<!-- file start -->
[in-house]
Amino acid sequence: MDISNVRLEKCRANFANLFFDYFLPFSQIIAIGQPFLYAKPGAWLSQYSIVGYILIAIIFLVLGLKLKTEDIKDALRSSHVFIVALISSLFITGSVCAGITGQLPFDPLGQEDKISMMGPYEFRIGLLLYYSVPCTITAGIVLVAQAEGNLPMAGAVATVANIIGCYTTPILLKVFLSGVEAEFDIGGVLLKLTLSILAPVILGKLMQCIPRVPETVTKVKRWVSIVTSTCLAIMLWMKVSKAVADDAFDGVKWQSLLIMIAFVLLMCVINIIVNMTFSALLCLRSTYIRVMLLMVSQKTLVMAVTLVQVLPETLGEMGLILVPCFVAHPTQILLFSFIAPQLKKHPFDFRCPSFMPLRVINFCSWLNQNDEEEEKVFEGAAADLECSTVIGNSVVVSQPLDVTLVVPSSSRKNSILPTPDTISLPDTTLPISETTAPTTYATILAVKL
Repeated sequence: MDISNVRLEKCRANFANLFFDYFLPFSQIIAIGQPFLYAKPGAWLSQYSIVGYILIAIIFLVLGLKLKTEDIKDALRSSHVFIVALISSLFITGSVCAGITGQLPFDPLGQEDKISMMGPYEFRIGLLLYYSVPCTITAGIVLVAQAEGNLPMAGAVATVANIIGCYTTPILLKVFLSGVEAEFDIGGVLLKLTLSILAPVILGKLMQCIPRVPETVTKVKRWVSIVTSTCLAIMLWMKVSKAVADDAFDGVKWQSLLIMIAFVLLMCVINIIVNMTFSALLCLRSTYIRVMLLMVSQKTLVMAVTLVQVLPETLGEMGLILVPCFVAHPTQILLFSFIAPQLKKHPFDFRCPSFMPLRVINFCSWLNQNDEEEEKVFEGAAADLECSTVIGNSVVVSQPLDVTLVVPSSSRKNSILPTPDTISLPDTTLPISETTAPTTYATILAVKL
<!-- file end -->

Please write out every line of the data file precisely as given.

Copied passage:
[in-house]
Amino acid sequence: MDISNVRLEKCRANFANLFFDYFLPFSQIIAIGQPFLYAKPGAWLSQYSIVGYILIAIIFLVLGLKLKTEDIKDALRSSHVFIVALISSLFITGSVCAGITGQLPFDPLGQEDKISMMGPYEFRIGLLLYYSVPCTITAGIVLVAQAEGNLPMAGAVATVANIIGCYTTPILLKVFLSGVEAEFDIGGVLLKLTLSILAPVILGKLMQCIPRVPETVTKVKRWVSIVTSTCLAIMLWMKVSKAVADDAFDGVKWQSLLIMIAFVLLMCVINIIVNMTFSALLCLRSTYIRVMLLMVSQKTLVMAVTLVQVLPETLGEMGLILVPCFVAHPTQILLFSFIAPQLKKHPFDFRCPSFMPLRVINFCSWLNQNDEEEEKVFEGAAADLECSTVIGNSVVVSQPLDVTLVVPSSSRKNSILPTPDTISLPDTTLPISETTAPTTYATILAVKL
Repeated sequence: MDISNVRLEKCRANFANLFFDYFLPFSQIIAIGQPFLYAKPGAWLSQYSIVGYILIAIIFLVLGLKLKTEDIKDALRSSHVFIVALISSLFITGSVCAGITGQLPFDPLGQEDKISMMGPYEFRIGLLLYYSVPCTITAGIVLVAQAEGNLPMAGAVATVANIIGCYTTPILLKVFLSGVEAEFDIGGVLLKLTLSILAPVILGKLMQCIPRVPETVTKVKRWVSIVTSTCLAIMLWMKVSKAVADDAFDGVKWQSLLIMIAFVLLMCVINIIVNMTFSALLCLRSTYIRVMLLMVSQKTLVMAVTLVQVLPETLGEMGLILVPCFVAHPTQILLFSFIAPQLKKHPFDFRCPSFMPLRVINFCSWLNQNDEEEEKVFEGAAADLECSTVIGNSVVVSQPLDVTLVVPSSSRKNSILPTPDTISLPDTTLPISETTAPTTYATILAVKL